In the wake of the storming of the Capitol in Washington by right-wing fanatics, a false rumor started making the rounds that Apple was plotting to automatically turn off the Government Emergency Broadcast alerts on iOS devices without users' consent.
We get used to handing out our emergency contacts at doctor’s offices, hospitals, and the like. But how many of us take the time to set them up on our device?
Having your emergency contacts set and ready on your iPhone can be an enormous help when you need them. Whether you have a health condition that can put you in danger or not doesn’t really matter. It’s about having that insurance at your fingertips.
In this tutorial we’ll show you a few quick ways you can set up the emergency contacts on your iPhone. Since it only takes a minute or two, it’s worth your time. Hopefully, you’ll never need to use them, but if you do, they’ll be ready.
If you're an AirPods owner, there's something you need to know about Amber and emergency alerts, which in the US are distributed via TV stations, text messages and other means, including government notifications on mobile devices like iPhone.
For those in the United States, today is the day the government plans on testing the presidential alert system. During the test, you'll hear a warning tone on your iPhone that should sound familiar.
The iOS 12 update will allow emergency responders in the United States to know your exact location when you call 911. The change will provide faster and more accurate information to help reduce emergency response times, according to Apple.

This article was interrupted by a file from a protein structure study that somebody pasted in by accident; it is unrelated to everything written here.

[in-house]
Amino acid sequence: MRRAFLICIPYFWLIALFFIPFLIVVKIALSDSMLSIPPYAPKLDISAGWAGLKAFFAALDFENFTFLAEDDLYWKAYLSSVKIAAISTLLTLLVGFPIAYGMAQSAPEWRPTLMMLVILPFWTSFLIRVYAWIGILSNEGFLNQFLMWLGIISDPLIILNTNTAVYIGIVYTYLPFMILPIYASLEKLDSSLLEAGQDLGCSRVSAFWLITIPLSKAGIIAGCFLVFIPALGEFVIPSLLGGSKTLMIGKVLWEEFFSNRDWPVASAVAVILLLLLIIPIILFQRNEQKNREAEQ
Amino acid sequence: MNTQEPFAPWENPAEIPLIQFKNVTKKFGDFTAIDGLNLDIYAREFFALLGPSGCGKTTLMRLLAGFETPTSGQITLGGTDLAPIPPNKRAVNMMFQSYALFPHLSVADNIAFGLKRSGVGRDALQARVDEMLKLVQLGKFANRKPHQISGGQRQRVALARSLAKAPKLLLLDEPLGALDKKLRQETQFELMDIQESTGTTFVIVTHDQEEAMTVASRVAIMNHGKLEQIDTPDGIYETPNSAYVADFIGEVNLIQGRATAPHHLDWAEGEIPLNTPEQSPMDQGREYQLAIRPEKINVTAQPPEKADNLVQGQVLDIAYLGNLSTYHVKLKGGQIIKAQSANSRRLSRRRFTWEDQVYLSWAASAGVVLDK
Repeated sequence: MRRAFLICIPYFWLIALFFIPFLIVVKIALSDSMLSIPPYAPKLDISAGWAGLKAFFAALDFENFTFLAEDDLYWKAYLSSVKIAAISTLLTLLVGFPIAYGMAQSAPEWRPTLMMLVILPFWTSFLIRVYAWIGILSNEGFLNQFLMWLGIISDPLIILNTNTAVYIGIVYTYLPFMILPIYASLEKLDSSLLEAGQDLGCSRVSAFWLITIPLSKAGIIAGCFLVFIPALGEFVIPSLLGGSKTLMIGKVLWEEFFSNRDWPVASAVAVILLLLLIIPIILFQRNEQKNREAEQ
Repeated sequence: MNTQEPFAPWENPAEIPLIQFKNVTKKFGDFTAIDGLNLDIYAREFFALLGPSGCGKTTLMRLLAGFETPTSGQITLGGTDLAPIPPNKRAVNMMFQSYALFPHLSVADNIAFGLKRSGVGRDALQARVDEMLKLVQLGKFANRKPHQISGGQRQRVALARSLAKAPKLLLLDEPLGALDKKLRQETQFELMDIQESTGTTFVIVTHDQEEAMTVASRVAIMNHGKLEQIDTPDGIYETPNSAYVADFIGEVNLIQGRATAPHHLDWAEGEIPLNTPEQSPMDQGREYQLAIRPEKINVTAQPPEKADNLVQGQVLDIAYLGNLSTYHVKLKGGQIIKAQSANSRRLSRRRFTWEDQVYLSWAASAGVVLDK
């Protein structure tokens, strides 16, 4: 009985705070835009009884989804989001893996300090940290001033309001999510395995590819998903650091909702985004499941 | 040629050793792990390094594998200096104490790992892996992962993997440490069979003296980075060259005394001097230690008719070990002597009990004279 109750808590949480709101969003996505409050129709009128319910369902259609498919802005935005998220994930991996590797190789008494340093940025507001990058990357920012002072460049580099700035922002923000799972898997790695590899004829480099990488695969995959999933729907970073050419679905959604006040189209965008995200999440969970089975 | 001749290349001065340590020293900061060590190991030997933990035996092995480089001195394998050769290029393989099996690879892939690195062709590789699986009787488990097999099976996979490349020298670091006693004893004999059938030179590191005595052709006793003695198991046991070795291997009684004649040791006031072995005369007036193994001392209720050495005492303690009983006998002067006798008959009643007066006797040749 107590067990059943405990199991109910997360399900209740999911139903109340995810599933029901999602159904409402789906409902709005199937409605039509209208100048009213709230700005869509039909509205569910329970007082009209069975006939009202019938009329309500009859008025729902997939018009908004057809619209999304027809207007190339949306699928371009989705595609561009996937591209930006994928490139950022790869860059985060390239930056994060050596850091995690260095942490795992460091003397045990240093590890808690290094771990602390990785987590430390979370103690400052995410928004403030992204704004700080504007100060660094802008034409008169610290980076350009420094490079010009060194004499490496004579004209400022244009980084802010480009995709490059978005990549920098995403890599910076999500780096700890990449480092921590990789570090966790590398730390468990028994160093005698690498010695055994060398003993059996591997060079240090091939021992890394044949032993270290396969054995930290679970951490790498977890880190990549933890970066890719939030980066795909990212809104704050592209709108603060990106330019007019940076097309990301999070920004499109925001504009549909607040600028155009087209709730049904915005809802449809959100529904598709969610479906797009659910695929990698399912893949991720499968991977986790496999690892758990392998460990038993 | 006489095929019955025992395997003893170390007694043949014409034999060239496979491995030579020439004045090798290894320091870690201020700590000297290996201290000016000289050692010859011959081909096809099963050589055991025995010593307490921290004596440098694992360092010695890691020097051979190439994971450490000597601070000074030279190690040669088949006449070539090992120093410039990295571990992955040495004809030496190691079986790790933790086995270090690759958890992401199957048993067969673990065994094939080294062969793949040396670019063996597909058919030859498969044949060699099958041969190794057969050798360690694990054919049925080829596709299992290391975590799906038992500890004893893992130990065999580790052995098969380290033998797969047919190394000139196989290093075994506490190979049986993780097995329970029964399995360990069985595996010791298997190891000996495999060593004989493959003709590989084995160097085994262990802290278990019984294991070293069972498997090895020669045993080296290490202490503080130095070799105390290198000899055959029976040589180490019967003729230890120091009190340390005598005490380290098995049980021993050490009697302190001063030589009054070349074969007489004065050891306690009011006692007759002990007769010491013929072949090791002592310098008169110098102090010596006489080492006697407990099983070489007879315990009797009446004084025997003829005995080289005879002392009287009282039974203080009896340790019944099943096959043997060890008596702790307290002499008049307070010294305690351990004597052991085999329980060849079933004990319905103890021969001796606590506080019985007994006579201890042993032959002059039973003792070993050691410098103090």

The Do Not Disturb feature on your device is a handy tool for those times when you need to unplug. But, if an emergency pops up, you still want calls or texts from certain contacts to get through.
One way to do this is to add those contacts to your Favorites or create a new group for them. However, there is another way to allow those important phone calls and messages to come through by using the Emergency Bypass setting.
Emergency SOS, a tremendously helpful feature in iOS and watchOS that allows you to quickly and easily place a potentially life-saving call to local emergency services, is apparently causing some unforeseen problems for people who sleep with their Apple Watch on.
The upcoming iOS 11.3 update supports Advanced Mobile Location (AML), a feature that automatically sends the user's current geographical location when making a call to emergency services in countries where this potentially life-saving solution is officially supported.
While major mobile platforms such as Apple's iOS and Google's Android come with rich location services helping apps like Uber and Facebook pinpoint a user’s location, emergency services were unable to use this data. Thankfully, that's beginning to change now.
A major new feature that came baked into the watchOS 3 update for Apple Watches was Emergency SOS.
This will let you call 911 to dispatch emergency personnel to your current location and will alert your loved ones that you're in trouble, in extreme bouts of danger, or life-threatening emergencies, right from your wrist.
In iOS 10, each individual contact in the Contacts app now has a dedicated switch, called Emergency Bypass, which overrides the Do Not Disturb feature for that person. This handy new feature lets you permit audio and vibratory alerts from a specific person in your Contacts even when Do Not Disturb is enabled globally in your device's Settings app.
Your iPhone comes equipped with government notifications, such as AMBER, Emergency, and Public Safety alerts. These alerts are pushed out to individuals by their carriers based on their location, and can be useful for a variety of reasons.
On the other hand, if you don't think you'll be using them any time soon or you get sick of seeing them on your device, you can always disable them.
In this tutorial, we'll show you how!